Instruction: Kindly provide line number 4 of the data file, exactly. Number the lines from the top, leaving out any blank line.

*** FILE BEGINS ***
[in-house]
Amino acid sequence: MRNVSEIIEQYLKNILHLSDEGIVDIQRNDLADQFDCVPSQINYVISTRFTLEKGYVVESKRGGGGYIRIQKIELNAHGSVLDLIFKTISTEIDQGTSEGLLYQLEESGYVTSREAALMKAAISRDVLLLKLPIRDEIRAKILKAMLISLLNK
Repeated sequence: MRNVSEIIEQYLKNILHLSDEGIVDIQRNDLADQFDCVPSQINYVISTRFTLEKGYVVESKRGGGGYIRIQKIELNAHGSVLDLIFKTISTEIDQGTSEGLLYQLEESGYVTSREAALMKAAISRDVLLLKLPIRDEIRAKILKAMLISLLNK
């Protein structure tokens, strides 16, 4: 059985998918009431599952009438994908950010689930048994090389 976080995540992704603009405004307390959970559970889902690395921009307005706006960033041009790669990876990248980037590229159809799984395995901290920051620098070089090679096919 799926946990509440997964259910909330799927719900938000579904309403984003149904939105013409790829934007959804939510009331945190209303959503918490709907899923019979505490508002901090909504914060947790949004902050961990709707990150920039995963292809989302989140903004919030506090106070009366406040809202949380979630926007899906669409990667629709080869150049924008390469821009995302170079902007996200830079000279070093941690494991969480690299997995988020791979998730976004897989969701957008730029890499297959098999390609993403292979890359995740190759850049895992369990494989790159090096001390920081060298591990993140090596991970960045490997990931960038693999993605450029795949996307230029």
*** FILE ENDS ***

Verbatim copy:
């Protein structure tokens, strides 16, 4: 059985998918009431599952009438994908950010689930048994090389 976080995540992704603009405004307390959970559970889902690395921009307005706006960033041009790669990876990248980037590229159809799984395995901290920051620098070089090679096919 799926946990509440997964259910909330799927719900938000579904309403984003149904939105013409790829934007959804939510009331945190209303959503918490709907899923019979505490508002901090909504914060947790949004902050961990709707990150920039995963292809989302989140903004919030506090106070009366406040809202949380979630926007899906669409990667629709080869150049924008390469821009995302170079902007996200830079000279070093941690494991969480690299997995988020791979998730976004897989969701957008730029890499297959098999390609993403292979890359995740190759850049895992369990494989790159090096001390920081060298591990993140090596991970960045490997990931960038693999993605450029795949996307230029």